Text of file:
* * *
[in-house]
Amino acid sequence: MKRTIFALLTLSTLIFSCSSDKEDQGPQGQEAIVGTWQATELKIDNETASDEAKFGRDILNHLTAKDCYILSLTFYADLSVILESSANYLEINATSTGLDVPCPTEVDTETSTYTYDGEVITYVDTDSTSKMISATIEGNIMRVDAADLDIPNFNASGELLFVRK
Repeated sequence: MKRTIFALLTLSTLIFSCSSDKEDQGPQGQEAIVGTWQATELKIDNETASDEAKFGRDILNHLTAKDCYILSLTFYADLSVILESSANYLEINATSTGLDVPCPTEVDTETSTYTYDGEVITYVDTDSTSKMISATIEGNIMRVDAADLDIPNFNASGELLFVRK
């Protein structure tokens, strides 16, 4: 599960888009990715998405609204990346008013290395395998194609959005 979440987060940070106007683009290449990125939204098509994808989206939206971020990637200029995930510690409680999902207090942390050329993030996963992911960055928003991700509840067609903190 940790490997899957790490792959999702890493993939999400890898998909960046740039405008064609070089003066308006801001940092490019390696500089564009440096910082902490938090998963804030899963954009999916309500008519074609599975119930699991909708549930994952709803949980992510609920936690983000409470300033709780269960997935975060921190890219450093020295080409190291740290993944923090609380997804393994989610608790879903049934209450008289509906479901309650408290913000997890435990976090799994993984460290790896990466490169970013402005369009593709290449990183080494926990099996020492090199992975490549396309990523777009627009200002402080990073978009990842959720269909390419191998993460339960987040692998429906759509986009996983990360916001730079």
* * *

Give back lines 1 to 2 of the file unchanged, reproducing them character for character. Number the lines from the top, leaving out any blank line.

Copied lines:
[in-house]
Amino acid sequence: MKRTIFALLTLSTLIFSCSSDKEDQGPQGQEAIVGTWQATELKIDNETASDEAKFGRDILNHLTAKDCYILSLTFYADLSVILESSANYLEINATSTGLDVPCPTEVDTETSTYTYDGEVITYVDTDSTSKMISATIEGNIMRVDAADLDIPNFNASGELLFVRK